All in all, I enjoyed reading Anne from a different perspective. Some things were the same—I still cringed at the jumping-into-an-unexpectedly-Miss-Josephine-Barry-filled-bed scene, and couldn't quite bring myself to read the whole liniment cake scene quite properly. I still think the end is terribly sad, though far from hopeless, but I understand Anne's bend in the road much better than I used to. I've always loved the line
And then–thwack! Anne had brought her slate down on Gilbert's head and cracked it–slate not head–clear across.
Now I began to see that Montgomery has something of a habit of twisting mildly ambiguous statements into slightly silly irony. It's a habit I enjoy.

My only complaint is that it's left me with a dilemma: should I reread all my old favourites or find time to read beautiful new-to-me books which will also allow me to appreciate the references the old favourites make better? Although, with school starting up again tomorrow, I may not be forced to make the decision any time soon.

Friday, 24 September 2010

More Quick Takes

Seven Quick Takes is hosted at Conversion Diary.


This week was vac week. I am very grateful for weeks off: I've been stressing myself silly, but now I'm back to believing that I can get through the semester, maintain my Calculus mark, and maybe even do okay in my design course, despite the group work. It's a wonderful feeling.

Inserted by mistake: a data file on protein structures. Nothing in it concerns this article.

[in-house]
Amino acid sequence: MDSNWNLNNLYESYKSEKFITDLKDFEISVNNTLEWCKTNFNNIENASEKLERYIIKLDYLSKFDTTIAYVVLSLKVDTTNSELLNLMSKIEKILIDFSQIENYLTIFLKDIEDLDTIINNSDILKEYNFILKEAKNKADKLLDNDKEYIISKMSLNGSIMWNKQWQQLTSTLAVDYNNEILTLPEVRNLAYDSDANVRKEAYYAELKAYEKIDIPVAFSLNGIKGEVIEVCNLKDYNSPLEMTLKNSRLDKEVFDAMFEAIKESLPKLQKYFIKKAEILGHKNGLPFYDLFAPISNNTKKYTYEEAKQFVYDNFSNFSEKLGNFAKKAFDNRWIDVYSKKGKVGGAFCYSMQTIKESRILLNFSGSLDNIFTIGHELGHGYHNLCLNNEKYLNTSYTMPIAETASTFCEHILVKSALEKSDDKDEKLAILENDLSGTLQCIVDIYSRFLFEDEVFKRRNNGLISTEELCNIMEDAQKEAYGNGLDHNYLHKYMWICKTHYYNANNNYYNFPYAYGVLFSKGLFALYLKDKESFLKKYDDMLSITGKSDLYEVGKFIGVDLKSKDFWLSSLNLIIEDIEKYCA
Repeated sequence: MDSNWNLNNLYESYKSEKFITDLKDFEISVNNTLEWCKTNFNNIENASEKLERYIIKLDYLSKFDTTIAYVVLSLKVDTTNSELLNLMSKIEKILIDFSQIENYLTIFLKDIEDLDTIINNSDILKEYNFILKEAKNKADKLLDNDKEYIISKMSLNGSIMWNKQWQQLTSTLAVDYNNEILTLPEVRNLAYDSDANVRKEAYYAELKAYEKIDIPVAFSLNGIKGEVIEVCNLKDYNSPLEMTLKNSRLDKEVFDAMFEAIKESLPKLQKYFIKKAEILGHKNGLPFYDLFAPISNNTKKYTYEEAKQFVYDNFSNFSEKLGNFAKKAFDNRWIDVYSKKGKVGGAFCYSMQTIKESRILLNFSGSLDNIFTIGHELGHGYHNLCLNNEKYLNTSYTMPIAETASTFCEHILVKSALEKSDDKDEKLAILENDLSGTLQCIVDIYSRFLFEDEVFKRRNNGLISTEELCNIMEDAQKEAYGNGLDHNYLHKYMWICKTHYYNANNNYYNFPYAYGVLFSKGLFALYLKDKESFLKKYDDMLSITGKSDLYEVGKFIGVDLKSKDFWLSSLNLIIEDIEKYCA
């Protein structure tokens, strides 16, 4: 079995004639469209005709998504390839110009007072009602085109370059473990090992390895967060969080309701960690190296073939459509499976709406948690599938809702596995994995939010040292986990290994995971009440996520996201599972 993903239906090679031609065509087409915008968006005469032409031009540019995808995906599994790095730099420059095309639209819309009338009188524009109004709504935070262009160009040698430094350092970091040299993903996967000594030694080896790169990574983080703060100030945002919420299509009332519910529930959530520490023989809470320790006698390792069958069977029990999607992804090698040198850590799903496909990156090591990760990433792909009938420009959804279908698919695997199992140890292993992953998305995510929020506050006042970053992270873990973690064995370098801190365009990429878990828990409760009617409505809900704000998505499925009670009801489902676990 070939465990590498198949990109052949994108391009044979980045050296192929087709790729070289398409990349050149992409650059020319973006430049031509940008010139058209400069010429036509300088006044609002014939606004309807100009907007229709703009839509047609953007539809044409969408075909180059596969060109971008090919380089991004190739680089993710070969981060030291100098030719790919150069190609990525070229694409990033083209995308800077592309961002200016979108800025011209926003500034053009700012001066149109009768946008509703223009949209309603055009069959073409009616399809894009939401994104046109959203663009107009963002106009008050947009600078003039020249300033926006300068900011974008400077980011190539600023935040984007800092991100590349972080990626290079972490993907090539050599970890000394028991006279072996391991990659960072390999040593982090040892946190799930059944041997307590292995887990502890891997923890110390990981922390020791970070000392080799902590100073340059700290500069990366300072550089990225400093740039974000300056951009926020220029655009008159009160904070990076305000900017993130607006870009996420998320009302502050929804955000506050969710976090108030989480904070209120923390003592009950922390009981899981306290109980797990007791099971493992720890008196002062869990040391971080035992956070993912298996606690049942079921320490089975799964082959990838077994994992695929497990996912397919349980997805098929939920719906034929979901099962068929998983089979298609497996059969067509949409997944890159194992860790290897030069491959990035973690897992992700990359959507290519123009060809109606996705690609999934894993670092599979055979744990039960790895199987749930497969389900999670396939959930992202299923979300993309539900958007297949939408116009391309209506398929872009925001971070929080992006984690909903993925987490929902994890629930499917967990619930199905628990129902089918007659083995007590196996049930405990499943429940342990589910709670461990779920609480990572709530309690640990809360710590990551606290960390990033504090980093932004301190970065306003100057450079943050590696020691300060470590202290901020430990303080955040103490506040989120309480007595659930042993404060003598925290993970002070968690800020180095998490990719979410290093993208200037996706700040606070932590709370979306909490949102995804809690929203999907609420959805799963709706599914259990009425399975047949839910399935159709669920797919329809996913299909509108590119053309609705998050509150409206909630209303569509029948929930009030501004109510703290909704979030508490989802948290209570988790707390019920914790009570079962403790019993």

It's not that I have anything against group work per se, but trying to simultaneously handle two different projects that we are supposed to get time in class for, but don't seem to because of the time lost in the strike gets complicated. And that's just one subject. I'm sure it's very good for me when I'm not freaking out.


Since it was holidays, I read the whole of Sir Terry Pratchett's Unseen Academicals and really enjoyed it. Partly, I haven't read anything that's not at least one of academic and written centuries ago for ages. Partly, all my reading recently has been the between-lectures or waiting-in-the-carpark sort. Partly, it's just a really good book. One of the most fun parts of Discworld is that the more you read, the more references you pick up. The books seem to be getting deeper all the time, even though you (I) know than you're (I'm) actually just finally in a place to appreciate them a little more thoroughly. I know I completely miss plenty too, but the story's good enough that it didn't matter. So reading Unseen Academicals was very happy-fying and holiday-ish.


I know that writing advice books often warn wannabe writers about overusing italics, em dashes, ellipses and exclamation marks. On rereading the above paragraph, I think I might need to add hyphens onto my list. (Ignore the wailing about how much fun hyphens are. That certainly wouldn't be me.)


I've been thinking about making some fairly major changes to what I'm studying. I'm pretty sure I know I'd enjoy the change, and it'd simplify a bunch of life decisions in the next few years. But something (like maybe my pride) keeps telling me that it's a foolish decision and a step backward and that I need to toughen up . . . I guess it'll straighten out as I keep on praying and finding more people to talk to back at varsity.


The ellipsis in #5 is totally justified, #4 notwithstanding. That's because, um, I will write badly on my blog if I want to and if it bothers you you can take it as a sign of my deep seated anxiety about changing my study plan.


I am loving my twitter account lately. It gives me the chance to be a bit more than a consumer of new media, without taking up the (relatively) huge amounts of time writing blog posts does. One day I'll master writing quick-but-meaningful posts. Until then, I'll keep practising on twitter.